Hello,

If you’re reading this, you may be someone who is going to plan a bus tour to Washington DC to protest outside the US Supreme Court. How do I know? Well, you’re reading the blog of a pro-choice non-profit so you already fit a profile. Maybe not today, maybe not tomorrow, but someday…

This blog post is what I learned in leading two separate bus tours from Ohio to DC, and helping prep a third. I want to share what we did well in hopes that it may make your experience easier. Please feel free to copy the elements of our materials below if they are helpful, disregard them if they are not, and know that you have my best wishes for success.

Sincerely,

Gabriel Mann
Communications Manager


HOW TO LEAD A BUS TRIP TO THE US SUPREME COURT

Step 1 (and this is totally possible): Get someone to pay for the bus. Bus charters are expensive. I think our last bus charter was a $5,000 contract. You may be thinking “We’ll just get every rider to buy a ticket to split the cost.” and this may be necessary, but try to avoid it. Ideally, you want to recruit volunteers, not customers. If you’re going in coordination with a national push to protest during oral arguments of a case, there may be a national organization willing to assist or directly pay for groups to bring FULL busses of people. Even if they can’t get you all the way, they may be able to help identify big donor(s) to chip in. (Signing a charter bus contract will require you to make the advance payment, which will likely be several thousand dollars. You, or someone in your organization, will need a credit card with a limit high enough to charge the payment. The donor will cut you a check later to pay your credit card bill.)

You’ll be more success full with Step 1 if you also can demonstrate your ability to do…

Step 2: Recruit a bus load of people. This is the hardest part. Everyone wants to be a part of the protest…to hold their special sign outside the court and make a difference. What everyone doesn’t want to do is sleep on a bus overnight on the way there, or talk to their boss about taking a couple days off of work, or miss class, or whatever. Everyone will say they want to go, but will they? I’ve seen a full-size 56 seat charter bus carry 2 people across the state because the recruitment failed.

  • If you just ask people to sign up for free, you’ll have WAY MORE volunteers than the bus will seat, but only 25% of them will show up. You don’t want just a third of a bus full. Your major donor will be pissed you wasted their money.
  • If you have to sell tickets, nearly everyone who pays for an expensive fare (probably $75?) will show up, but you risk not being able to sell out all the seats. You make it too expensive for many hardcore supporters who can’t afford that cost. And worse, the charter contract still has to be paid in full even if you only sell half the seats. That balance will be paid by you, maybe costing several thousand dollars.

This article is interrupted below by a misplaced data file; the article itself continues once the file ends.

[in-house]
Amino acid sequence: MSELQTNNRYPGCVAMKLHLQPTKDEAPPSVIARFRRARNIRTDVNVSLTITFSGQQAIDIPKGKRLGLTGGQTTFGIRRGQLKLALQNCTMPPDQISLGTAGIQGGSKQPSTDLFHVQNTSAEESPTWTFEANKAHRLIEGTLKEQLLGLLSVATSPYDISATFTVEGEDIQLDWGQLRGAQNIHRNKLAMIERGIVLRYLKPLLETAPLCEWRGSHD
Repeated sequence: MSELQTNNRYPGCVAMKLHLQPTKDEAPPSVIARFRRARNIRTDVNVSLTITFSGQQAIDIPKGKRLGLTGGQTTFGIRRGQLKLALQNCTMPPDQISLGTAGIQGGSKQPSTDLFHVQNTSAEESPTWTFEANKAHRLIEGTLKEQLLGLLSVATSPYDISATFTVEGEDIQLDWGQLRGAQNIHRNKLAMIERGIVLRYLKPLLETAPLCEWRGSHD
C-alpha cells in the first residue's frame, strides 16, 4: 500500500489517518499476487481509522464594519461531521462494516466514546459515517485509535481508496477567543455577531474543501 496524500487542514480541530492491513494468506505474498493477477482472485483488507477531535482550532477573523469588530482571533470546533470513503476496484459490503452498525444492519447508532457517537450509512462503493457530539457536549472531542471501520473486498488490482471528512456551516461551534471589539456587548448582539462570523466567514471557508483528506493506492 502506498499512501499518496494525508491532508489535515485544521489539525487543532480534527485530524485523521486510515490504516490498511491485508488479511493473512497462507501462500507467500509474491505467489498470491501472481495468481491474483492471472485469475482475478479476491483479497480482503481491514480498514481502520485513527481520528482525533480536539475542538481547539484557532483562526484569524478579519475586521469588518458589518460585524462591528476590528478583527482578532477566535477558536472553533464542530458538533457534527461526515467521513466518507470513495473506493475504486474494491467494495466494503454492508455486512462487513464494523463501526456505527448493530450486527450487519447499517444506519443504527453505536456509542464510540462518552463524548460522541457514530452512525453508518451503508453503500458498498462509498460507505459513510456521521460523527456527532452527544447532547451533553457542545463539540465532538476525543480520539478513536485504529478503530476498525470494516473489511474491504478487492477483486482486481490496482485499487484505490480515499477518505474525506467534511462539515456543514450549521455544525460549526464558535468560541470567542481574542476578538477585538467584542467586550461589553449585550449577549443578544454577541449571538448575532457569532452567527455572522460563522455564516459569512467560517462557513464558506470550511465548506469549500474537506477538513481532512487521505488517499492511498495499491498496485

So, what’s option C?

  • Get a major donor to pay for the bus, AND charge every volunteer a nominal amount of money to reserve a seat. How much? Not much. I like $15. That’s enough to get them to commit without flaking, but not enough to scare away your low-income hardcore supporters. You’ll still have to hustle to recruit 50+ people and have a collection method (paypal, venmo, etc.). But now you know that probably 85% of those reservations will show. You can even start a waiting list for overflow.

Two important notes on Option C: 

  • Everyone has to pay. If you have a small group that wants included, that’s awesome, but every person in their group has to pay individually. The $15 is what makes them meet the bus at midnight instead of crawling into bed.
  • Everyone is going to get their money back in Washington DC. What? Yup. When you arrive in DC at 7 a.m., you’re going to hand every bus rider back their $15 so they can buy breakfast and lunch. This makes the trip free for low-income riders, maximizes your reservation show-up rate, and almost cost-neutral for you. (This will mean withdrawing around $800 in denominations of $5s and $10s. The bank will only give approve the withdraw if you have the money in your account. My first trip, I tried to personally cash a check from our non-profit, but my own bank account balance wasn’t that high so our director did it. Divide the money into envelopes of $15, and two $50 driver tips, a few days before the trip.)

Step 3: Collect rider information and distribute ride info. I sent several emails to registrants (sample email below) to make sure they knew all the details of the trip and make sure they knew how to ask questions. Our major funder required us to distribute/collect a signed photography waiver from every participant. At a mandatory minimum, you need their name, cell number, email and an emergency contact. Anyone who won’t give those or who gives fake info forfeits their $15. Make that super clear on the sign-up form. Arrange a bus departure location at a venue with available parking. We’ve used friendly churches who do not mind 25 cars left in their lot overnight.